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|Other Titles: ||Teachers with parentification experiences : the impact on the formation of teacher-student relationship|
|Authors: ||張銘嘉;Chang, Ming-Chia|
|Keywords: ||親職化;師生關係;Parentification;Teacher-student relationship|
|Issue Date: ||2012-06-21 06:57:31 (UTC+8)|
The purpose of this research was to explore the parentification of teachers and their impact on the formation of teacher-student relationship. With purposive sampling, the researchers tried to find typical, informative, as well as representative participants.With semi-structured in-depth interview, the researcher interviewed five interviewees followed by thematic analysis for text analysis. Hoping that this research would help the interviewees gain more realization of their original families’ influence on teacher-student relationship, the researcher found three themes through the analysis: 1.the Chinese filial piety, 2. the fair family reciprocity that breeds parentified belief, as well as 3. the fair family reciprocity that breeds concern for students.
Through this research, the researcher hopes to assist participants who experience parentifieication gain more understanding on how their original family influence their teacher-student relationship, see the multi-dimensions of parentification experience, as well as the significance of it. Furthermore, the researcher hopes to improve the parentified teachers with their ability to cope with their family and students’ difficulties.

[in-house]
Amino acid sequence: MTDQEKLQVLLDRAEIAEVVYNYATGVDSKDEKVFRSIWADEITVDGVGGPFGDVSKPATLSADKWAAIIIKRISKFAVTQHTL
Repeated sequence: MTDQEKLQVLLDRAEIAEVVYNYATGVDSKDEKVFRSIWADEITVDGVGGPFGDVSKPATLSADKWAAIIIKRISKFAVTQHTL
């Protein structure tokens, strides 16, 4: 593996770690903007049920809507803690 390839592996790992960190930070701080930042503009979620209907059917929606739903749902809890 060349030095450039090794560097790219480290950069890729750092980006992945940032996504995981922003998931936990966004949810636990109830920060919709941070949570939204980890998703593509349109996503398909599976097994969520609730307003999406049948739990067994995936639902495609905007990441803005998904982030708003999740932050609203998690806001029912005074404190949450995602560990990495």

The researcher found that:
1. While the culture of Chinese filial piety and first-born-child is deeply rooted in parentified interviewees, it helps bond families at the same time it breeds a sense of sacrifice.
2. Whether the interviewees experienced “fair reciprocity” depends on three factors: whether the family provides a stable and supportive environment, whether the caring behavior obtains feedback, and whether a dynamic balance of the need between the interviewee and the parents exists.
3. Whether the interviewee processes a high close and low Intrusive or low high close and low Intrusive parentification tendency , depends on the “fair reciprocity” emotional experience in the family.
a. Interviewees with high close and low Intrusive parentification tendency experience a “I’m OK, You’re OK” emotion. They maintain a positive self-concept and a flexible as well as clear self-other relationship boundary.
b. Interviewees with high close and high Intrusive parentification tendency experience a “I’m not OK, You’re OK” emotion. They maintain unstable or even low self-concept, as well as a blur and rigid self-other relationship boundary.
4. The caring experence in the interviewees’ childhood family, allows them to be attentive to their students, be sensitive to their needs, while also teaching them by example. These interviewees emphasize on their students’ social adaptive abilities and their conscientiousness.
5. Interviewees with high close and low Intrusive parentification tendency maintain positive self-concept, along with the emotion experience of “I’m OK, You’re OK” , they possess a flexible as well as clear self-other relationship boundary. Therefore, they have the highest adaptive ability in the teacher-student relationship. Whereas interviewees with high close and high Intrusive parentification tendency maintain unstable self-concept and the inclination of “I’m not OK, You’re OK” emotion experience, therefore, they experience rigid and blurry relationship boundaries. Consequently, they have the lowest adaptive ability in the teacher-student relationship.
|Appears in Collections:||[Master's Program, Graduate Institute of Educational Psychology and Counseling] Thesis|
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